Mum of 22-week baby left to die calls for guidance change

Over 2,500 people have urged the Welsh Government to change medical guidelines, after a baby born less than two weeks before the legal abortion limit was left to die in hospital.

Emma Jones’ son Riley was breathing independently for 93 minutes, but staff at Cardiff’s University Hospital of Wales refused to treat him because he was born at just 22 weeks and three days into the pregnancy.

Now the Welsh Assembly’s Petitions Committee has considered Emma’s 2,759-signature call for guidance to ensure that babies born after 22 weeks and who show signs of life are given appropriate medical care.

Informed decision

The petition also asks for paediatricians to “review and weigh every baby born after 22 weeks who shows signs of life” immediately after birth, in order for an informed decision to be made about the baby’s chance of survival.

In a letter to the Committee, Emma said: “I am asking for a living human being to have appropriate care and as much fight as possible to be kept alive.”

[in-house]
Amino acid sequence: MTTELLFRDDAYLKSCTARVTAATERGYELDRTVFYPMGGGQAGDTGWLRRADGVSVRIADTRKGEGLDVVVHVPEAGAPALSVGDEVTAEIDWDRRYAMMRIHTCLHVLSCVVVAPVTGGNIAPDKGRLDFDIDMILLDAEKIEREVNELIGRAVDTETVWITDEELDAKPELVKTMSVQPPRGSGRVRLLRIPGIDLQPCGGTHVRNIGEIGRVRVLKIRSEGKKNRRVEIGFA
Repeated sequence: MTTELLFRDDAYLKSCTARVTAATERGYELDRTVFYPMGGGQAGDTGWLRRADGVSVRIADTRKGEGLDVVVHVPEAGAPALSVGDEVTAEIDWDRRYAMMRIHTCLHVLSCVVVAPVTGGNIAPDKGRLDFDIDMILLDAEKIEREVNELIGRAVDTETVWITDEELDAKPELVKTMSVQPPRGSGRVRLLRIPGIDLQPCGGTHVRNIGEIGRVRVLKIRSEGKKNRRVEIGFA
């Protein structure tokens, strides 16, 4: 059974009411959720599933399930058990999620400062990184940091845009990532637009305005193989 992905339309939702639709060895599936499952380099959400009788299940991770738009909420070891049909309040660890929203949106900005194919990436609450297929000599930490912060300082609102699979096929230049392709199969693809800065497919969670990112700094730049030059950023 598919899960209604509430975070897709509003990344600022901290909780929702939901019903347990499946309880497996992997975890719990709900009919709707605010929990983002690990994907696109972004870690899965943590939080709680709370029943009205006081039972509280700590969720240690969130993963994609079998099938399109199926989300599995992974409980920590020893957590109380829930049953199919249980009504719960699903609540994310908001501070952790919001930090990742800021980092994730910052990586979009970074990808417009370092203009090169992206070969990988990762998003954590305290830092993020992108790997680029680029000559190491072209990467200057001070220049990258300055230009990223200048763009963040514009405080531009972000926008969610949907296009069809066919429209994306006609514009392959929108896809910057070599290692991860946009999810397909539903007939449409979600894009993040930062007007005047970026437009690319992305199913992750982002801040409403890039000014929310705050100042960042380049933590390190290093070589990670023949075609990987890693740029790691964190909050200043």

“We can be saving so many more, babies are dying for no reason. Please look at what the people want, the parents and families who have to deal with losses that would have been prevented”, she added.

Doctors’ discretion

Currently if a baby is born up to 24 weeks into pregnancy, it is up to the doctors’ discretion whether the child is treated or not.

A spokesman for the Welsh Government said that health boards follow guidance from the Royal College of Paediatrics and the British Association of Perinatal Medicine.

“The decision to attempt resuscitation should be made by the clinical team in partnership with the parents, informed by the overall clinical situation and not just the gestational age of the baby”, he said.

Disability-free survival

“But the guidance does reflect the sad reality that babies born under 23 weeks have very low chances of disability-free survival and this knowledge is a key part of the clinical decision-making.”

The Committee has agreed to ask the Minister for Health whether medical assistance should be given to babies born alive and breathing, and requested research on how the issues are dealt with in Wales compared to the rest of the UK.

Recently, a senior children’s doctor in England said babies born at 23 weeks are now more likely to live than die.


Dr Martin Ward Platt, a consultant neonatologist, revealed that at his hospital in Newcastle upon Tyne around 60 per cent of babies born at 23 weeks over the past six years have survived.

He also said he had known of two babies that were born at 22 weeks and survived.

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